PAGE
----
"Our results were consistent with previous findings: Cambrian priapulids, archaeopriapulids and palaeoscolecids are only marginally less disparate than their extant counterparts." (p.2071)
After pointing out that some of the newer fossil finds are quite close in appearance to some modern forms, the authors point out the significance for grappling with the Cambrian Explosion. Those who seek to smooth out the phenomenon to make it more compatible with Darwinian gradualism are being led by their theoretical premises and are failing to engage with evidence.
"What implications do these new findings have for our understanding of the Cambrian explosion? Most significantly, indices of morphological disparity (unlike morphological phylogenies) are robust to modest differences in taxon and character sampling, lending our results a new rigour. Hence, the near-extant levels of disparity embodied by the Cambrian worms indicate that their appearance in the fossil record must have been preceded by large amounts of morphological change during their divergence from a presumed common ancestor. Although debates on the time available for this divergence are set to continue, the enormous magnitude of the explosion it represents is clear." (p.2072)
The press release about the paper provided this commentary on the significance of the findings:
"Dr Wills first pioneered a study on existing and extinct priapulids in 1998. Fourteen years on, the team looked at a new and expanded data set of anatomical features to see how knowledge of these worms has been affected by new fossil finds. He explained: "The fossils from the Cambrian period can cause a real headache for evolutionary biologists. Instinct tells us to expect simple organisms evolving over time to become increasingly more complex. However during the Cambrian period there was an apparent explosion of different major groups of animals, all appearing simultaneously in the fossil record. We looked at priapulid worms, which were among the first ever predators. What's remarkable is that they had already evolved into a diverse array of forms -- comparable to the morphological variety of their living cousins -- when we first encounter them in the Cambrian fossil record. It's precisely this apparent explosion of anatomical diversity that vexed Darwin and famously attracted the attention of Harvard biologist Stephen Jay Gould.""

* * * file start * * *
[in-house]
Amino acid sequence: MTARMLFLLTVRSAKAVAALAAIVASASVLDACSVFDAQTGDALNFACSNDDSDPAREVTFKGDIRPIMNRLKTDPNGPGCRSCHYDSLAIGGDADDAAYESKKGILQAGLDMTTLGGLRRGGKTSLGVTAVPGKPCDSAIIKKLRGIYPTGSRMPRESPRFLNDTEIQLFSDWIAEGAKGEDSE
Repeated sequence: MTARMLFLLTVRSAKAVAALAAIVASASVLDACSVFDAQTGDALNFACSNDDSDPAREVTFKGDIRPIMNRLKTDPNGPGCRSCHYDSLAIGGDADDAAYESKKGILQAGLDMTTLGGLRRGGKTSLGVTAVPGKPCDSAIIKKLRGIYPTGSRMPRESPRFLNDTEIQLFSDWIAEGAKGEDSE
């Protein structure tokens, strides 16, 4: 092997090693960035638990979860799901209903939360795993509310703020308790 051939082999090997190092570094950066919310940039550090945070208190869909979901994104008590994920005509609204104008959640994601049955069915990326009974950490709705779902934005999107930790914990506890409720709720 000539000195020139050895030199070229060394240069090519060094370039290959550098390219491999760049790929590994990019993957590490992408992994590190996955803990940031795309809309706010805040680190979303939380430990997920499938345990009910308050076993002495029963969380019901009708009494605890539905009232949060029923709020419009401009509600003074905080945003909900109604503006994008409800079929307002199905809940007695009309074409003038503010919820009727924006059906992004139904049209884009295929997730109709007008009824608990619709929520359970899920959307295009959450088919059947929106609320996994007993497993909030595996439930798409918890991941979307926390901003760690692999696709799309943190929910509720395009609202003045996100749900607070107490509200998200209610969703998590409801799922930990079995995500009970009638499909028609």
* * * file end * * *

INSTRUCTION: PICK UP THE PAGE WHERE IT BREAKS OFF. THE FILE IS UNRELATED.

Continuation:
The focus on morphological disparity is a welcome aspect of the research, as it allows discussion of overall trends and allows overlaps between fossil and Recent species. The authors present this as one of the strengths of their approach:
"Unlike the results of cladistic analyses (which are extremely sensitive to the details of taxon and character sampling), the results of disparity analyses are much more robust. The intensity of local clustering and discontinuity with which our morphospaces are occupied increases with research time, thus providing greater insights into the structure of the morphospace. Cambrian and post-Cambrian time bins now display positive clustering of their constituent species. Their nonoverlapping distributions also yield a globally heterogeneous pattern when the data for all species are pooled." (p.2072)
From a design perspective, this research is exemplary in drawing out patterns in the data. For too long, we have been led (via the educational system) to view the fossil record through the coloured glasses of Darwinism. This has led to the shoe-horning of data to fit the theory, with very little attention given to testing the theory against the data. With attention to bauplan (or bodyplan) thinking linked to measures of morphospace, and recognising that organisms rich in biological information have phenotypic plasticity that operates independently of natural selection acting on mutations (see here), we have a workable research paradigm. We can enthusiastically endorse the words of co-author Dr Marcello Ruta: